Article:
Another concern in the Philippines is the number of women dying during childbirth. The latest family health survey estimated a 36 percent rise in 2011 in the maternal mortality rate, to 221 per 100,000 live births.
One of the hardline opponents of the legislation and a petitioner to the court, former senator Francisco Tatad, said allowing the law to take effect could force Catholics into an open revolt.
“Some of us will want to defy the power of the devil and die as martyrs, if need be, in the only cause that gives us a chance to fight for something much bigger than ourselves.”
RH ruling shows Philippines values women – Cayetano
‘Government can [now] use its full force in ensuring millions of Filipino women…will now have information. Families can plan when they want to have children,’ the lady senator says
WOMEN’S VICTORY. RH law principal sponsor Pia Cayetano says the Court ruling is a victory for poor Filipino women.
MANILA, Philippines (UPDATED) – After earning the ire and ridicule of some male colleagues for defending the controversial reproductive health (RH) law, a beaming Senator Pia Cayetano hailed the Supreme Court decision upholding the legality of its key provisions.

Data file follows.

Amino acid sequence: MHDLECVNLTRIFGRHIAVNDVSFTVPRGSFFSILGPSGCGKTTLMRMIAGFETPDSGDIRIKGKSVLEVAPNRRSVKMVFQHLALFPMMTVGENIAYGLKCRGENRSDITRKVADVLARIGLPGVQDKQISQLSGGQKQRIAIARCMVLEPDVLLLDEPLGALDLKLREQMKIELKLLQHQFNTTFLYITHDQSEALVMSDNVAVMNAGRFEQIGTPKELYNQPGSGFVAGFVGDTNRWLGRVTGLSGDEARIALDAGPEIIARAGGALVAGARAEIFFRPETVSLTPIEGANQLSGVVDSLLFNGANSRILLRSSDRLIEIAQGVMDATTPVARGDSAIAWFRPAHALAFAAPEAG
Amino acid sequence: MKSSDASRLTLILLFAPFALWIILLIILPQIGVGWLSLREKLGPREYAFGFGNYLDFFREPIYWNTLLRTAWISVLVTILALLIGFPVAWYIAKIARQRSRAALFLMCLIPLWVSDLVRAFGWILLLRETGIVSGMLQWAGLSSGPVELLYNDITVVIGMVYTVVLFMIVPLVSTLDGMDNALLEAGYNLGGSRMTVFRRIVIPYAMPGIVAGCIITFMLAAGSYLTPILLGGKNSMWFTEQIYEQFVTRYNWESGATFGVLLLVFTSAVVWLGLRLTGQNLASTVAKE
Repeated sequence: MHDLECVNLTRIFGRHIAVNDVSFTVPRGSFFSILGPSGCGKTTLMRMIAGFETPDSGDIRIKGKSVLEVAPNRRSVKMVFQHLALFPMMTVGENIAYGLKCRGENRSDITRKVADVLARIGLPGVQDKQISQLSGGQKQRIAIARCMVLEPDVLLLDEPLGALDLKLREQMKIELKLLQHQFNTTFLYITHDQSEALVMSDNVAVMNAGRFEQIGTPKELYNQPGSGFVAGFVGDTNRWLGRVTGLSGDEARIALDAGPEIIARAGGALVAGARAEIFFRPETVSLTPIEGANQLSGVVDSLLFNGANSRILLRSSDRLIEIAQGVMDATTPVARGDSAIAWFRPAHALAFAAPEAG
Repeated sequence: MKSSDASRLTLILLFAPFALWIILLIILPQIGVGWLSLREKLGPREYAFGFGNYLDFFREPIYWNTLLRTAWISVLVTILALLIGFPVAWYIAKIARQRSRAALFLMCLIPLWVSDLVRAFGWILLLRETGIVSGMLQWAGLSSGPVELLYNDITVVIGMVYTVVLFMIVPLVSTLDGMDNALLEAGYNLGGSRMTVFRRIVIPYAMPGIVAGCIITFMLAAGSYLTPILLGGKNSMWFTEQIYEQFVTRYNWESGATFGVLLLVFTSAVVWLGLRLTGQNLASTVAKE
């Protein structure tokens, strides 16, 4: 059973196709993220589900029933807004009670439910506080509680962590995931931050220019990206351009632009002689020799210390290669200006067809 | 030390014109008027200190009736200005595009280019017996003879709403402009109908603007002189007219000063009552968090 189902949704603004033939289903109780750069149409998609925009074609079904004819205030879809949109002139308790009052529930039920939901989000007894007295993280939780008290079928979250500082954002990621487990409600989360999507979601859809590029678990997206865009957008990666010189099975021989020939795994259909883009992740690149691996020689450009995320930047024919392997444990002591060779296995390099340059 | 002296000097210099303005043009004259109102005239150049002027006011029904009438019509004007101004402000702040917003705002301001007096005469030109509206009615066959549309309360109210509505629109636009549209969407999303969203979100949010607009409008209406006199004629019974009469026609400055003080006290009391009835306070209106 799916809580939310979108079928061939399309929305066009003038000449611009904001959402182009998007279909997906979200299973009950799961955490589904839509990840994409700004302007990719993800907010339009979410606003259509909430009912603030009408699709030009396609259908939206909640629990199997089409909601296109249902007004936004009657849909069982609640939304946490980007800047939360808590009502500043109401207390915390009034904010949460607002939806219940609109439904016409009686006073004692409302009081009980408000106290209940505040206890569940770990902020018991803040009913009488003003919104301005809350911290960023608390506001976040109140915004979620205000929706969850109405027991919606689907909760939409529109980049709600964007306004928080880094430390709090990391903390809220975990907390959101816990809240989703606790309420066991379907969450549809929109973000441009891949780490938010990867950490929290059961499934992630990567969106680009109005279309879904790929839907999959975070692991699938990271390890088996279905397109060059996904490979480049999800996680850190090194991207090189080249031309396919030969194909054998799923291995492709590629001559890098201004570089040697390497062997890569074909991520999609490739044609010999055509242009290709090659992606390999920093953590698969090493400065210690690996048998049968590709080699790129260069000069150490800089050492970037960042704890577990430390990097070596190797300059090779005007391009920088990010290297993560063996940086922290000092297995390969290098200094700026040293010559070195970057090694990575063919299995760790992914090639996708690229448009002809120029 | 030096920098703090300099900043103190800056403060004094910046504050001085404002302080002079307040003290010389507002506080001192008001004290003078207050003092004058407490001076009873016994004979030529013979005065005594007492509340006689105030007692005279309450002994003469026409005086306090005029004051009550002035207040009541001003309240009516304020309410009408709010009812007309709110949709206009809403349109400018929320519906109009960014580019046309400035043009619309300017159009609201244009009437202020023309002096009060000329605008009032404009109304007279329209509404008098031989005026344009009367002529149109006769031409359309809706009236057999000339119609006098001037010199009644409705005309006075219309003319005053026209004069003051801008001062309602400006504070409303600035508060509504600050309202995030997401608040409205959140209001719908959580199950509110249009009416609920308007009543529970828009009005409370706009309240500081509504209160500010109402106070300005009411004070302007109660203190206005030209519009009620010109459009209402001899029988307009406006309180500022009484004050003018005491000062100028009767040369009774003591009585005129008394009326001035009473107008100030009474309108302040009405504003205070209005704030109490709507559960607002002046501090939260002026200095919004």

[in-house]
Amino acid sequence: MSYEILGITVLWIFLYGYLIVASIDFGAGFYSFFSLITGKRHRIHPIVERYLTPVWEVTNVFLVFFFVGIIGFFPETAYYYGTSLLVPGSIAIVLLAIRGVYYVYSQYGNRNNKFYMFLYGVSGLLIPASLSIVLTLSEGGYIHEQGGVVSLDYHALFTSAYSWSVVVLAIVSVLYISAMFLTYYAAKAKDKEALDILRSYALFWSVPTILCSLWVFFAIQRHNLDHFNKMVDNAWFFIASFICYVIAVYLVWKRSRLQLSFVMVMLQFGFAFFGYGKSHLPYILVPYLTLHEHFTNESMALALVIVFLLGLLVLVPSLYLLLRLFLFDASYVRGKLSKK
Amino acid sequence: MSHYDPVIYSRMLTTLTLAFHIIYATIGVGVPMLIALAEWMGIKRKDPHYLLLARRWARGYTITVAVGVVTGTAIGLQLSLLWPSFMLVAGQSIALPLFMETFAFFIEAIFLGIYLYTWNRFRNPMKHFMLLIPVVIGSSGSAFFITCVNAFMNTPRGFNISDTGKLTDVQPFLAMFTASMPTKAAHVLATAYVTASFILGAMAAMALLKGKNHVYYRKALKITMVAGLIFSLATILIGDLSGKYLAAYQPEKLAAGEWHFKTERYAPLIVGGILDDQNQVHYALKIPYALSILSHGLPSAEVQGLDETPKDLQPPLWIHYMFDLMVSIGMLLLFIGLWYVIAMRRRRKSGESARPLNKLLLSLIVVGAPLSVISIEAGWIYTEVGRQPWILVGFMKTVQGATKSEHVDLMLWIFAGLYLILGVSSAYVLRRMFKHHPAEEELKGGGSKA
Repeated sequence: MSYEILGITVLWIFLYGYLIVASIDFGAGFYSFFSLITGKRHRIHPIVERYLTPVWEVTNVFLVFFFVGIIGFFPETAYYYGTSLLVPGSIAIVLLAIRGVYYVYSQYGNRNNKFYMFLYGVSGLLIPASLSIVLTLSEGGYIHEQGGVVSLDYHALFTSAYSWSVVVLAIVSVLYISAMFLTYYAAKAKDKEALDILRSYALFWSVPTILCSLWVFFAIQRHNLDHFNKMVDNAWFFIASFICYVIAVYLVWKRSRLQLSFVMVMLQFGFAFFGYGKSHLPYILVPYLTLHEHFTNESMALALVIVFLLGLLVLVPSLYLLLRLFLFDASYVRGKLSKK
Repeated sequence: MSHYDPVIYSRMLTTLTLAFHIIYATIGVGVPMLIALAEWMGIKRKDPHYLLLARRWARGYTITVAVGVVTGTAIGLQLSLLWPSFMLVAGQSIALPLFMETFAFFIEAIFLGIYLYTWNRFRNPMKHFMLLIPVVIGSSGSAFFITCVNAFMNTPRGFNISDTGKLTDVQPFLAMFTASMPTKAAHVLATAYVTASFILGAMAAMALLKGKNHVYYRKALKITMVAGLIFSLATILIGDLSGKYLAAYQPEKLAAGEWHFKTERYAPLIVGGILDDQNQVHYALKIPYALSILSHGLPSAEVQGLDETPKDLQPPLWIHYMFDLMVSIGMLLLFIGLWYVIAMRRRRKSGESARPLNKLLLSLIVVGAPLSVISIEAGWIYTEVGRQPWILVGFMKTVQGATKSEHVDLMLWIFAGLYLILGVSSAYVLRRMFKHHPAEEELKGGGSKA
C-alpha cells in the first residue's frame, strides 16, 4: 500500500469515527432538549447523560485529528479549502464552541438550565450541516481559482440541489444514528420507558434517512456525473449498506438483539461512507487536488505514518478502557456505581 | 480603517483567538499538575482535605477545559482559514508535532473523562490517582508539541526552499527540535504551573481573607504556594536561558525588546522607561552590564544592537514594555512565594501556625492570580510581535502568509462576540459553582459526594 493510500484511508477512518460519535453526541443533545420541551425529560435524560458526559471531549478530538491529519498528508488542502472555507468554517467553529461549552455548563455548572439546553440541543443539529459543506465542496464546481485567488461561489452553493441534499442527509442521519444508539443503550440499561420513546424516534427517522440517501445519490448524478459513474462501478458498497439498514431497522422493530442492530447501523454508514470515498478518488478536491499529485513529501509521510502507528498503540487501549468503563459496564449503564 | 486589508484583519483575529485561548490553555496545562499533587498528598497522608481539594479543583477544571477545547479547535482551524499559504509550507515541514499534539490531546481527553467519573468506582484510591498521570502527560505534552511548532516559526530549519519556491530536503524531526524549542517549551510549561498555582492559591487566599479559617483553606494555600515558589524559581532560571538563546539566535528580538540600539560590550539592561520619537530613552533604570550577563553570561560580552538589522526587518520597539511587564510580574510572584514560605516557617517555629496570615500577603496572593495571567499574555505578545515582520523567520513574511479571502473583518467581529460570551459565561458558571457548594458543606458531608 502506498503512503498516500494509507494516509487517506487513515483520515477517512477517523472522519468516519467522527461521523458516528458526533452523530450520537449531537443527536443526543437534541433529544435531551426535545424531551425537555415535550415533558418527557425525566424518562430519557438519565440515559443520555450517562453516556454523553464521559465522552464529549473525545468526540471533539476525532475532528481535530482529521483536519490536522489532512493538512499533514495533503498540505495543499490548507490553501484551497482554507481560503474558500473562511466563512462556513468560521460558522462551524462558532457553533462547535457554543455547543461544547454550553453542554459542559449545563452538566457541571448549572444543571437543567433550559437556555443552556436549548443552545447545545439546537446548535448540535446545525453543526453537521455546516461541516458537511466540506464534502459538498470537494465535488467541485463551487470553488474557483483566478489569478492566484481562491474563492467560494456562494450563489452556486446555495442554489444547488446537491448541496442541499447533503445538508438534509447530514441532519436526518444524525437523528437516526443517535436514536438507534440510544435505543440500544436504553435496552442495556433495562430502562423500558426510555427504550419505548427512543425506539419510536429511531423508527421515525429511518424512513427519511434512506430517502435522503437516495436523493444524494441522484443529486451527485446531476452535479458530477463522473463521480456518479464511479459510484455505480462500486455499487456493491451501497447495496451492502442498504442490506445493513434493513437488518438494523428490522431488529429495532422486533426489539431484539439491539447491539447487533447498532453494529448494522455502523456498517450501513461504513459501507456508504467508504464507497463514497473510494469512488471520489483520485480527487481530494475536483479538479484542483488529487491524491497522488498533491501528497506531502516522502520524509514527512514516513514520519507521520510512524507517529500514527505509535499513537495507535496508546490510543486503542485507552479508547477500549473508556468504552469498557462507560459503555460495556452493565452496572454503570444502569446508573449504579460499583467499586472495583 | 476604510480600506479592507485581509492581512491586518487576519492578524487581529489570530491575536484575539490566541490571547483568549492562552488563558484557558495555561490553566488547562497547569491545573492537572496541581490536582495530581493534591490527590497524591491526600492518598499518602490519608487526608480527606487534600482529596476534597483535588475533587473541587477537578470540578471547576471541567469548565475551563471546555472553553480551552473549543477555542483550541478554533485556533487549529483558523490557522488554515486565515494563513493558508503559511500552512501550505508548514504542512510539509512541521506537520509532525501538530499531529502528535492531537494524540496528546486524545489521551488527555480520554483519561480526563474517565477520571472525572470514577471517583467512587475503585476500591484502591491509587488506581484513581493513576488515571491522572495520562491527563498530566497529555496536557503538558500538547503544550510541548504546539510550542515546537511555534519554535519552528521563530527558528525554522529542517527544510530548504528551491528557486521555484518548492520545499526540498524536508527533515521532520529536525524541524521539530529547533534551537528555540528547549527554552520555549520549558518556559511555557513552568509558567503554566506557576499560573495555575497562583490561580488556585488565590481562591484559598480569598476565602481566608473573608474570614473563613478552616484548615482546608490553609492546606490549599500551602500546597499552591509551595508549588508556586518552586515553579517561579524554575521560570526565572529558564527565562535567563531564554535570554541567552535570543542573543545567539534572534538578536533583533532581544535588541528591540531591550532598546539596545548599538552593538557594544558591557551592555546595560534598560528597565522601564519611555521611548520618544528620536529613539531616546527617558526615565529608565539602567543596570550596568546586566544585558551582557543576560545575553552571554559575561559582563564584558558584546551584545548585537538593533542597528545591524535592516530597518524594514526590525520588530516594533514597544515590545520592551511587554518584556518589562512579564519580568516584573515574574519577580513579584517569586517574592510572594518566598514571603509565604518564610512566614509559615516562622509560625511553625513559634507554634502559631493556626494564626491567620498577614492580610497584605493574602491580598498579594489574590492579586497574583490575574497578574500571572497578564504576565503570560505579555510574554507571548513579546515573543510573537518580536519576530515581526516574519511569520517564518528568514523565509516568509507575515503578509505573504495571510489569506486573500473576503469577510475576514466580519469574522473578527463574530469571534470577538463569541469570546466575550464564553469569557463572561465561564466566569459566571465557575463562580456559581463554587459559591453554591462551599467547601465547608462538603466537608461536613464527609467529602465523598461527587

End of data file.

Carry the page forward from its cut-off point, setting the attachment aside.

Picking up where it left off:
“This is the first time I can honestly say I love my job!” she said.
Yet Cayetano, who sponsored the bill in heated debates for two years in the Senate, said the court ruling is ultimately about poor Filipino women.
“Many women who have questioned this, even men, are people who have access [to reproductive health], so this is for the poor, especially poor women, who do not have the ability to access their own information and services,” Cayetano said in a press briefing on Tuesday, April 8.
“The Supreme Court decision speaks well of our system of government, speaks well of our democracy. It tells the whole world that the Filipino women are important in our country, that reproductive health rights will finally be acknowledged, that the importance of an individual’s right and couple’s rights are now going to be respected.”
The principal sponsor of the measure said the she was “extremely pleased” with the decision, which upheld key provisions, like age-appropriate sex education and requiring government hospitals to offer RH services and devices like contraceptives.
“Government can [now] use its full force in ensuring millions of Filipino women who have not had access, who do not even have information on how to plan their families, women who have aborted babies, will now have information so they can plan and will not resort to abortion. Families can plan when they want to have children,” she said.